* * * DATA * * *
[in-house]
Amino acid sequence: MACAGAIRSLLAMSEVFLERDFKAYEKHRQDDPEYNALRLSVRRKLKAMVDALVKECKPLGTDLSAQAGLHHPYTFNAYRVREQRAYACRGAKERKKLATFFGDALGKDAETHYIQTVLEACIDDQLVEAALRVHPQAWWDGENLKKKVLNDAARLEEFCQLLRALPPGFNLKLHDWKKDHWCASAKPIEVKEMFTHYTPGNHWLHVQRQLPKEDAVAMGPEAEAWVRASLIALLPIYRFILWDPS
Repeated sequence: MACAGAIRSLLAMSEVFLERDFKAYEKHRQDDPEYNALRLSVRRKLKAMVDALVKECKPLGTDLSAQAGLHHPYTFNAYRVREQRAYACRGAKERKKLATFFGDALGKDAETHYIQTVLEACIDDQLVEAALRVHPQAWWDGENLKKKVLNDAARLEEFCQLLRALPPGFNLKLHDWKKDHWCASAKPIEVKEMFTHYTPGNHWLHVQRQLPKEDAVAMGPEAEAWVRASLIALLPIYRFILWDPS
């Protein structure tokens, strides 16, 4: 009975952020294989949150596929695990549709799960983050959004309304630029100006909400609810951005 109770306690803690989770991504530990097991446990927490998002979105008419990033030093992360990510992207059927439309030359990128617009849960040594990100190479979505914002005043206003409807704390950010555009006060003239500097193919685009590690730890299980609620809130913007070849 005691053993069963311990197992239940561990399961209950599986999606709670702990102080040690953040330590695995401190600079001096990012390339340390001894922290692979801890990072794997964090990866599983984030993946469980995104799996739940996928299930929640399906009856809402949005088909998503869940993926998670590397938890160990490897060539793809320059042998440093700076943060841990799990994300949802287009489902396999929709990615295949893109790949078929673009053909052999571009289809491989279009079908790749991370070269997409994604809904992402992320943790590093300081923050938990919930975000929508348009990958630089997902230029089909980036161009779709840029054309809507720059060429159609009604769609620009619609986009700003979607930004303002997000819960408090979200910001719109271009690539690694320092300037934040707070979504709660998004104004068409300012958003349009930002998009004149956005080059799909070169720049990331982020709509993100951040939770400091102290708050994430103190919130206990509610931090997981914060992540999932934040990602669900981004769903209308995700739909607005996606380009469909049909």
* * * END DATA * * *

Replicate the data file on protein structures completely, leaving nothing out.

[in-house]
Amino acid sequence: MACAGAIRSLLAMSEVFLERDFKAYEKHRQDDPEYNALRLSVRRKLKAMVDALVKECKPLGTDLSAQAGLHHPYTFNAYRVREQRAYACRGAKERKKLATFFGDALGKDAETHYIQTVLEACIDDQLVEAALRVHPQAWWDGENLKKKVLNDAARLEEFCQLLRALPPGFNLKLHDWKKDHWCASAKPIEVKEMFTHYTPGNHWLHVQRQLPKEDAVAMGPEAEAWVRASLIALLPIYRFILWDPS
Repeated sequence: MACAGAIRSLLAMSEVFLERDFKAYEKHRQDDPEYNALRLSVRRKLKAMVDALVKECKPLGTDLSAQAGLHHPYTFNAYRVREQRAYACRGAKERKKLATFFGDALGKDAETHYIQTVLEACIDDQLVEAALRVHPQAWWDGENLKKKVLNDAARLEEFCQLLRALPPGFNLKLHDWKKDHWCASAKPIEVKEMFTHYTPGNHWLHVQRQLPKEDAVAMGPEAEAWVRASLIALLPIYRFILWDPS
């Protein structure tokens, strides 16, 4: 009975952020294989949150596929695990549709799960983050959004309304630029100006909400609810951005 109770306690803690989770991504530990097991446990927490998002979105008419990033030093992360990510992207059927439309030359990128617009849960040594990100190479979505914002005043206003409807704390950010555009006060003239500097193919685009590690730890299980609620809130913007070849 005691053993069963311990197992239940561990399961209950599986999606709670702990102080040690953040330590695995401190600079001096990012390339340390001894922290692979801890990072794997964090990866599983984030993946469980995104799996739940996928299930929640399906009856809402949005088909998503869940993926998670590397938890160990490897060539793809320059042998440093700076943060841990799990994300949802287009489902396999929709990615295949893109790949078929673009053909052999571009289809491989279009079908790749991370070269997409994604809904992402992320943790590093300081923050938990919930975000929508348009990958630089997902230029089909980036161009779709840029054309809507720059060429159609009604769609620009619609986009700003979607930004303002997000819960408090979200910001719109271009690539690694320092300037934040707070979504709660998004104004068409300012958003349009930002998009004149956005080059799909070169720049990331982020709509993100951040939770400091102290708050994430103190919130206990509610931090997981914060992540999932934040990602669900981004769903209308995700739909607005996606380009469909049909």